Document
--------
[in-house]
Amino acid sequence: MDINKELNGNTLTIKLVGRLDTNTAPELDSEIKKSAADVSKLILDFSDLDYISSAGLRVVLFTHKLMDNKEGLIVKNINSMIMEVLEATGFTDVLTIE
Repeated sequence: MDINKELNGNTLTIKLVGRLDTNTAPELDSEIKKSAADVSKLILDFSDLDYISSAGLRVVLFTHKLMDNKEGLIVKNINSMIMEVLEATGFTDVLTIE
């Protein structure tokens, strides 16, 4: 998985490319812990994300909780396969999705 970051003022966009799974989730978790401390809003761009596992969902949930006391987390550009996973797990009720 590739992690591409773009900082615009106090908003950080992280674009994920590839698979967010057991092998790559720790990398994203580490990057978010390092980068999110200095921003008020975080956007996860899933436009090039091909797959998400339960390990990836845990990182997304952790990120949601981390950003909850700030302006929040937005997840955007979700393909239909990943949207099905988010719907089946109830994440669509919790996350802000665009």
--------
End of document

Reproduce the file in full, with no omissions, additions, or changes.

[in-house]
Amino acid sequence: MDINKELNGNTLTIKLVGRLDTNTAPELDSEIKKSAADVSKLILDFSDLDYISSAGLRVVLFTHKLMDNKEGLIVKNINSMIMEVLEATGFTDVLTIE
Repeated sequence: MDINKELNGNTLTIKLVGRLDTNTAPELDSEIKKSAADVSKLILDFSDLDYISSAGLRVVLFTHKLMDNKEGLIVKNINSMIMEVLEATGFTDVLTIE
């Protein structure tokens, strides 16, 4: 998985490319812990994300909780396969999705 970051003022966009799974989730978790401390809003761009596992969902949930006391987390550009996973797990009720 590739992690591409773009900082615009106090908003950080992280674009994920590839698979967010057991092998790559720790990398994203580490990057978010390092980068999110200095921003008020975080956007996860899933436009090039091909797959998400339960390990990836845990990182997304952790990120949601981390950003909850700030302006929040937005997840955007979700393909239909990943949207099905988010719907089946109830994440669509919790996350802000665009």